Investing in India
Economists are divided over the steps to be taken to revive the Indian economy. While, some economists suggest that public spending be increased, others suggest that the government should print currency notes and hand it over to the common people. But both groups are realistic whilst taking into account factors involved in sending Indian economy into recession, Covid-19 is clearly not the sole reason for India’s economic state. As a matter of fact, Indian economy has been ailing for quite some time now. This is why in the quarter before Covid-19 induced lockdown, GDP recorded much lower growth rate and when the lockdown was imposed it showed a contraction of nearly 25 per cent.
The figures show that reviving Indian economy will not be an easy task. Implementing one or two cosmetic measures suggested by a couple of experts will not better the health of the country’s economy. It needs proper planning; both short and long-term. Among the short-term plans, we will have to increase demand. If Indian economy is appearing unhealthy it is because of lack of demand in the domestic market. It may be mentioned here that 70 per cent of our GDP comes from domestic demand and the loss of it will never allow the economy to regain its health. This is why some experts have advised the government to print notes. But before the government adheres to their suggestion, few doubts about the proposal should be cleared. Firstly, where is the guarantee that this step will increase demand in the domestic market? Secondly, printing notes to cover up economic deficit has always resulted in inflation. What steps should we take then?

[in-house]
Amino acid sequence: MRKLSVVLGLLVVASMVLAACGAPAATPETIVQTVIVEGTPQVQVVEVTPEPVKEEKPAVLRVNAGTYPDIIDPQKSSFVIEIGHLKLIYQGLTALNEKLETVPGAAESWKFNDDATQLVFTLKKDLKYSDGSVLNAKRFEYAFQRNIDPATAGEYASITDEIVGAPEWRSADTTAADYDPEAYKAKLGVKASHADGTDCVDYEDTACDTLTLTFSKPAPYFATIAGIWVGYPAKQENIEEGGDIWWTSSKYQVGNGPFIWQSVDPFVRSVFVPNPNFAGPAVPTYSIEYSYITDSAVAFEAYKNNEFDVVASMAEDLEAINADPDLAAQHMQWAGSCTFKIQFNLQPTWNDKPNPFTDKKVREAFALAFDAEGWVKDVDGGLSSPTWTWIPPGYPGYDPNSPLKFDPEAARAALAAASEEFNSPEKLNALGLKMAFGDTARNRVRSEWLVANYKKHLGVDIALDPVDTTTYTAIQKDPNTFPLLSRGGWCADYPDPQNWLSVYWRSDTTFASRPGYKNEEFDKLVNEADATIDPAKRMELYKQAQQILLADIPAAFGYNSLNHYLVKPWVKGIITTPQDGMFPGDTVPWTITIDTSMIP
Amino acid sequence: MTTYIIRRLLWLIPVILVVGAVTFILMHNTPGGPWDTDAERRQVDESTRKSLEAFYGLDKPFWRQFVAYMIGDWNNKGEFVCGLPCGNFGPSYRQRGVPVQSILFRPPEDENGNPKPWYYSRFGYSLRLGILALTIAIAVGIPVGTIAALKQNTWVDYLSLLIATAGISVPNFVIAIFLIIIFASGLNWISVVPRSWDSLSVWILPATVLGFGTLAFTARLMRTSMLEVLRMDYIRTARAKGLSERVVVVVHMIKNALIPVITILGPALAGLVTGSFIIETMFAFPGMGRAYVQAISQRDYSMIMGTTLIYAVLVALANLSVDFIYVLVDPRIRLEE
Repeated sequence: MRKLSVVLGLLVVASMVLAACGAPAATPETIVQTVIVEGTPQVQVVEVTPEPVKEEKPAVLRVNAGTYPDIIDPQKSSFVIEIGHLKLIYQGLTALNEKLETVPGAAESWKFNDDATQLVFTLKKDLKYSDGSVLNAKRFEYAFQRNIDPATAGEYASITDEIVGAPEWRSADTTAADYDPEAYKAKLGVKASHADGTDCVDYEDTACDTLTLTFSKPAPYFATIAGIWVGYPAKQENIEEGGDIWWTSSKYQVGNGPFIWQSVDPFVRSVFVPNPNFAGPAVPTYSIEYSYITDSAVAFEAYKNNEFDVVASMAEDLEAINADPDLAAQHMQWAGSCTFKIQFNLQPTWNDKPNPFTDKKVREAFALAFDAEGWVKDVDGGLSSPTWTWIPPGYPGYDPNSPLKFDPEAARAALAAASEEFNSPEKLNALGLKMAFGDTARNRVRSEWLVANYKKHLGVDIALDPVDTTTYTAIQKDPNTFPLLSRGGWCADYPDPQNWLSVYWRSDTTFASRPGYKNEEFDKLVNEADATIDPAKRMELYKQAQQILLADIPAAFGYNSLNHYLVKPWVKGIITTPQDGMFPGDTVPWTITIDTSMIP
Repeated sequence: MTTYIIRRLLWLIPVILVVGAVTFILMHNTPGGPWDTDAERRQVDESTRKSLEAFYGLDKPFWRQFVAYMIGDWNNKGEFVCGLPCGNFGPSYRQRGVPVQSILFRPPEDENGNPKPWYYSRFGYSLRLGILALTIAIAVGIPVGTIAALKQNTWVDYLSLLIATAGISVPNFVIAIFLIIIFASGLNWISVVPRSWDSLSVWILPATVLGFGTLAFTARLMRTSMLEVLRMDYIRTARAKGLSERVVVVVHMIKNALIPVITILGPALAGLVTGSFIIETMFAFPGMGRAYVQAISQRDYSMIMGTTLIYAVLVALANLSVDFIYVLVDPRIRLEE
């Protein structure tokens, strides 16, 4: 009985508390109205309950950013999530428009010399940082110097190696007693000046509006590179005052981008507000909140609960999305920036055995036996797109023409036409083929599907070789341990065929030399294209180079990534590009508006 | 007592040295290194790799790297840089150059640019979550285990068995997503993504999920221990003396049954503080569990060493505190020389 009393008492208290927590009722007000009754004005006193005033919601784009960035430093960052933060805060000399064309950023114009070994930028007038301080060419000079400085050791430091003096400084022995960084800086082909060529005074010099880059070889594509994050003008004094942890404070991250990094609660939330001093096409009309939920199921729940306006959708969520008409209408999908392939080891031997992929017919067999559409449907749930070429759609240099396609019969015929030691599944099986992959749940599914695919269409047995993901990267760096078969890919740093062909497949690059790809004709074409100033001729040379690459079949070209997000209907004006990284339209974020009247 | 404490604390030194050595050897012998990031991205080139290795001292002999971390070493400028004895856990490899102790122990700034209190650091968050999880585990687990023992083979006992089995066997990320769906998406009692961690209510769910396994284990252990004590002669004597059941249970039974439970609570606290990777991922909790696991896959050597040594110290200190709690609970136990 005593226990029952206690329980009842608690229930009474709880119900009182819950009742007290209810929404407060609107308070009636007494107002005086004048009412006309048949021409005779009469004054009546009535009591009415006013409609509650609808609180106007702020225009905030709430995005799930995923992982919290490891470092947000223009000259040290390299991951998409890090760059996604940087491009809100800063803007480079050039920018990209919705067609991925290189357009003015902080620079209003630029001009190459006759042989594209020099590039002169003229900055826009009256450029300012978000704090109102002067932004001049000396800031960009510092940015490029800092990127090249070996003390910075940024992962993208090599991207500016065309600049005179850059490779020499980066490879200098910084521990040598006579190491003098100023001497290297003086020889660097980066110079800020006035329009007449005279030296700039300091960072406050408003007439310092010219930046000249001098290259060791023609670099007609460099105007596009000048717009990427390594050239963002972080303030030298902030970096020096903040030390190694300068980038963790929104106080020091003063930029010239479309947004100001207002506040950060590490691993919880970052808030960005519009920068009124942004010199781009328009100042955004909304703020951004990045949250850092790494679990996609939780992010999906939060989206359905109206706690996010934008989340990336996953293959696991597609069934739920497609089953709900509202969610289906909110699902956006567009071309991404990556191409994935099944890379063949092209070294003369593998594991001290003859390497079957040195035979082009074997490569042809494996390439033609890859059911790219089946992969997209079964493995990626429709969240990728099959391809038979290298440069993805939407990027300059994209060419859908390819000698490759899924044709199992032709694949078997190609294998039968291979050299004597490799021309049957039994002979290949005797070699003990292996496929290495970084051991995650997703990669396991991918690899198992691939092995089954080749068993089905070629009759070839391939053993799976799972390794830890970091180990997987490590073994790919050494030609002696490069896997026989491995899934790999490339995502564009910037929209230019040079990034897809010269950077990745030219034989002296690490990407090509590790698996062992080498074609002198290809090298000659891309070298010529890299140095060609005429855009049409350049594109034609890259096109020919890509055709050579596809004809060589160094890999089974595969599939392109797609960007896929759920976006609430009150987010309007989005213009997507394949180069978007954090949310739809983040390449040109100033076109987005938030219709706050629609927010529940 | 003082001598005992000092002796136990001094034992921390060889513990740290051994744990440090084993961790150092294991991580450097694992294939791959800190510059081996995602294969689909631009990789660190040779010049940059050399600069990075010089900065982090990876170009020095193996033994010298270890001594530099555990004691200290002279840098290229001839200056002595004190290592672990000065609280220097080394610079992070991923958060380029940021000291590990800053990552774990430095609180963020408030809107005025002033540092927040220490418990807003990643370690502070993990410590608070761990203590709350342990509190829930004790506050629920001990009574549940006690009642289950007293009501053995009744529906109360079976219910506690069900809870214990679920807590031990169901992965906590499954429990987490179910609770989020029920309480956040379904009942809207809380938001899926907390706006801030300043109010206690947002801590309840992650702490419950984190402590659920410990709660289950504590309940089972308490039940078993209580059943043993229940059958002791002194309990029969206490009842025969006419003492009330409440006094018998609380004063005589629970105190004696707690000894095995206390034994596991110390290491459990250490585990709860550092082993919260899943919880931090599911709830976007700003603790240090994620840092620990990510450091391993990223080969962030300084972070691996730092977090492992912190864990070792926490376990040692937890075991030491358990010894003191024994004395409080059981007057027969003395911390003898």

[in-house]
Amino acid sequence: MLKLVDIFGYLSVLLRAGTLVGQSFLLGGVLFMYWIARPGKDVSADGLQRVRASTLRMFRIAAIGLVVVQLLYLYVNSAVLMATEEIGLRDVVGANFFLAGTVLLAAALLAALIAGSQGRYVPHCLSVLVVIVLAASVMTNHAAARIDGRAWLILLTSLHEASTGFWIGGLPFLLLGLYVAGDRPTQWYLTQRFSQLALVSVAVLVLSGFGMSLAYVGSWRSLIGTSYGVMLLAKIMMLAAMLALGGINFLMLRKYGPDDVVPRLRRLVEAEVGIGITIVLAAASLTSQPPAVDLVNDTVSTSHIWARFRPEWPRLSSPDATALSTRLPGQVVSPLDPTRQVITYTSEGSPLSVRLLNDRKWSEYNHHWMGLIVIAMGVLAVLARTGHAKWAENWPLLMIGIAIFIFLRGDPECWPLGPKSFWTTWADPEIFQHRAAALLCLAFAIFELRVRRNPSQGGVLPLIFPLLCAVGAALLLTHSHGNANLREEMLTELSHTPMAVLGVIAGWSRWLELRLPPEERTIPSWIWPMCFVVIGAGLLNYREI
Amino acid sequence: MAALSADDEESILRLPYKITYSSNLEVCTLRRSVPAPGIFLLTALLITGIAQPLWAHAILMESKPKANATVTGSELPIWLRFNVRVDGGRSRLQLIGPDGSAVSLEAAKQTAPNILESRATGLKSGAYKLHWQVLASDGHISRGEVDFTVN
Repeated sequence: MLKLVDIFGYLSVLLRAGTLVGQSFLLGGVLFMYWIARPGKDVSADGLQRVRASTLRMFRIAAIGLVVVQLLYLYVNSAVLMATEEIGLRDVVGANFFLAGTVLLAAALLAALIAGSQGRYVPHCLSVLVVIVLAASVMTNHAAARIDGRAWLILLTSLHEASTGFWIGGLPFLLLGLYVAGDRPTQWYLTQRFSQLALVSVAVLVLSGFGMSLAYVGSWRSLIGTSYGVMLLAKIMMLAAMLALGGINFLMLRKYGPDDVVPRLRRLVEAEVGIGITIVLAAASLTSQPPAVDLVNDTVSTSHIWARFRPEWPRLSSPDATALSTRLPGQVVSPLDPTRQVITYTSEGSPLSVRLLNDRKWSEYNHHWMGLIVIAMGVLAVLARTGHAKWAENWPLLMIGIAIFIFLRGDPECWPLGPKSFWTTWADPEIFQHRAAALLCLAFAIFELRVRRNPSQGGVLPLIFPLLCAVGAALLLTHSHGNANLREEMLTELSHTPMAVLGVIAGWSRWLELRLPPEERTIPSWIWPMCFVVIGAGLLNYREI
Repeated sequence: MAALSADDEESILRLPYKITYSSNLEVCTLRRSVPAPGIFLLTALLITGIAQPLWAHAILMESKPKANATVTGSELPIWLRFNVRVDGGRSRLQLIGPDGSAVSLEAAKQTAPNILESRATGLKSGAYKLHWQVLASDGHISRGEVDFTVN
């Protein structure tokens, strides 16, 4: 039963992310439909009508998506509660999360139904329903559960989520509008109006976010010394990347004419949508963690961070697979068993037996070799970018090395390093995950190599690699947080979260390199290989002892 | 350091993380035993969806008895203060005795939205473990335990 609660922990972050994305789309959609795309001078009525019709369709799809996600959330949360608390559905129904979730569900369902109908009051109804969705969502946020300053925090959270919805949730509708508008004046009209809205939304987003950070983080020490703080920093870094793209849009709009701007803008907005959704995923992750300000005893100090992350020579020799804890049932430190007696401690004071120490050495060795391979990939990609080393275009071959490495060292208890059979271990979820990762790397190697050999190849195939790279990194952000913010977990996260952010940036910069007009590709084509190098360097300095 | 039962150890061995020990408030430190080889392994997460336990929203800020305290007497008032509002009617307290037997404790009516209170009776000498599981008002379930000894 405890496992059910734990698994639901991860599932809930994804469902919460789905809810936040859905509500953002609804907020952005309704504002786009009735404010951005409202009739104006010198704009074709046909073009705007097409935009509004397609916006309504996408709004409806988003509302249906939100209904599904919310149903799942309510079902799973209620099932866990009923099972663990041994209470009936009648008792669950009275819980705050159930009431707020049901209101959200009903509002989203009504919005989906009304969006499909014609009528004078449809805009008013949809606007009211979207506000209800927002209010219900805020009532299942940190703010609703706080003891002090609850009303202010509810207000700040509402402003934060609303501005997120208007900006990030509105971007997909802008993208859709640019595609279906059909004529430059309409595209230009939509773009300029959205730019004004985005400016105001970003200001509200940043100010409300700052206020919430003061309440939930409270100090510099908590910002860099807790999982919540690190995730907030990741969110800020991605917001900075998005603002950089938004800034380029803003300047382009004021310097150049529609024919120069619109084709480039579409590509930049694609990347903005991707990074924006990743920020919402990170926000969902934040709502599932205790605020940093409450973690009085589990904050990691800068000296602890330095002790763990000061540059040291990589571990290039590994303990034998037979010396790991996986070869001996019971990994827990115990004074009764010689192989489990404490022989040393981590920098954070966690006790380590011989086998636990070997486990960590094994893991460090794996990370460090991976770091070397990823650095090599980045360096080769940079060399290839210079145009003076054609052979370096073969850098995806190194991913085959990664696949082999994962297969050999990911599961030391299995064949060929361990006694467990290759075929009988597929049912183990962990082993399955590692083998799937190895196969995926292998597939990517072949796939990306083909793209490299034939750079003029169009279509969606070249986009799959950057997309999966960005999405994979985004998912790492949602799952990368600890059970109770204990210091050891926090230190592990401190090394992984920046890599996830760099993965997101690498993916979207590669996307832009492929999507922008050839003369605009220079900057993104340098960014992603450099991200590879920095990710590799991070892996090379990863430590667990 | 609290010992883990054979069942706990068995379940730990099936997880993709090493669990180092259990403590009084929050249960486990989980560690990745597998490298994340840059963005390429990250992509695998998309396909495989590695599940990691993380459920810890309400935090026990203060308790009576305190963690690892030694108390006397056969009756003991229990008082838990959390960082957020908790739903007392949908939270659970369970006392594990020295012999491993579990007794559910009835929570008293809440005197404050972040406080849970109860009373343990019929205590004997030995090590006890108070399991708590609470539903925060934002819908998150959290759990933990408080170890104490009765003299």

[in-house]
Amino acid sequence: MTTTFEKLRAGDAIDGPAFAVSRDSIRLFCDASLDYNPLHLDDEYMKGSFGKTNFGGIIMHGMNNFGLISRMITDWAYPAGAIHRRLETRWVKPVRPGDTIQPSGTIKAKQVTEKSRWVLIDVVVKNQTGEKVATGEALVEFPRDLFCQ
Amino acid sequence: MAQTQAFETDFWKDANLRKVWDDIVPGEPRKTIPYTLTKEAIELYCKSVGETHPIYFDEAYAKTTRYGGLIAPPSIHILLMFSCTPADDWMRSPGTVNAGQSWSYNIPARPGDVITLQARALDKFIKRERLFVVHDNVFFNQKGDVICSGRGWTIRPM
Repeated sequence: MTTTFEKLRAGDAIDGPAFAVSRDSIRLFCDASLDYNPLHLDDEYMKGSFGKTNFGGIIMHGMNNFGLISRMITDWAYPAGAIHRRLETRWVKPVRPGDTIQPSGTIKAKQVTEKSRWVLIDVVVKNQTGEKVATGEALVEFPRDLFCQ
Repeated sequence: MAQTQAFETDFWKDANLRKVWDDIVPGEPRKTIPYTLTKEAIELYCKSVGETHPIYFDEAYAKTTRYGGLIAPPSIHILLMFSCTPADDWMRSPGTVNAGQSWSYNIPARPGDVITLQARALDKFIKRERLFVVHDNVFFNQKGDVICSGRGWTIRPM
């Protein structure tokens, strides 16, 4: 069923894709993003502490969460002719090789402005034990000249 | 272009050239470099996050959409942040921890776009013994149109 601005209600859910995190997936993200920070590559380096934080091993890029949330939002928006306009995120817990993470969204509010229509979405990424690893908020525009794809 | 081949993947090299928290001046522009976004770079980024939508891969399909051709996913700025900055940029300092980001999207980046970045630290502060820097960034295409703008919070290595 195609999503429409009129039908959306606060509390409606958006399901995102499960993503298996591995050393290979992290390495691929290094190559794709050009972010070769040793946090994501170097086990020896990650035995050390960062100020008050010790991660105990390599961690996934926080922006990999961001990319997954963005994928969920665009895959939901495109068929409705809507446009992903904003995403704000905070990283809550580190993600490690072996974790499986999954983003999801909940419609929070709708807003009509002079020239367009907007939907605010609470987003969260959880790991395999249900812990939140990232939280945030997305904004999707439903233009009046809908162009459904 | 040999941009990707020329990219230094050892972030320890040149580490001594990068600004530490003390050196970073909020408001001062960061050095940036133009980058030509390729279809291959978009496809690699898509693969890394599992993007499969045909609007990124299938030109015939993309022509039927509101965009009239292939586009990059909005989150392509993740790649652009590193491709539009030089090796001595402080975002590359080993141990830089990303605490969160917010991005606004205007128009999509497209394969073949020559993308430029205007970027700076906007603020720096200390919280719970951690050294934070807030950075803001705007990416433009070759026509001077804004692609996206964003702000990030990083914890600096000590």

To strengthen the economy, the country will have to adopt a cautious path which is relatively free from such dangers. The economy will get the required boost when the people will be free from any uncertainty to plan for their future. During the last couple of years, there was some instability in our economic sector. But, demonetisation or implementation of Goods and Services Tax (GST) were not behind this uncertainty. It happened because many business houses transferred their excess funds abroad without investing in India. The flight of capital has weakened Indian economy. This is why the country’s industrial growth has fallen sharply and the contribution of the manufacturing sector to GDP has gone down considerably. This trend is still continuing, as is proven by the fact that recent stimulants announced by the government didn’t help the economy at all, but the stock market is stable. It indicates that the business community in India is interested more in profit making than in investing.
In such a situation, the best way to revive the economy is to spend on infrastructure. It must be remembered that when former Prime Minister Atal Bihari Vajpayee announced the Golden Quadrilateral project, business in the country received a major boost. The need of the hour is to make similar investments in infrastructure. When infrastructure comes up, only then will investors be interested in investing. So, the government will have to set the ball rolling by increasing expenditure on infrastructure. It will ensure investments along with employment which in turn will increase demand.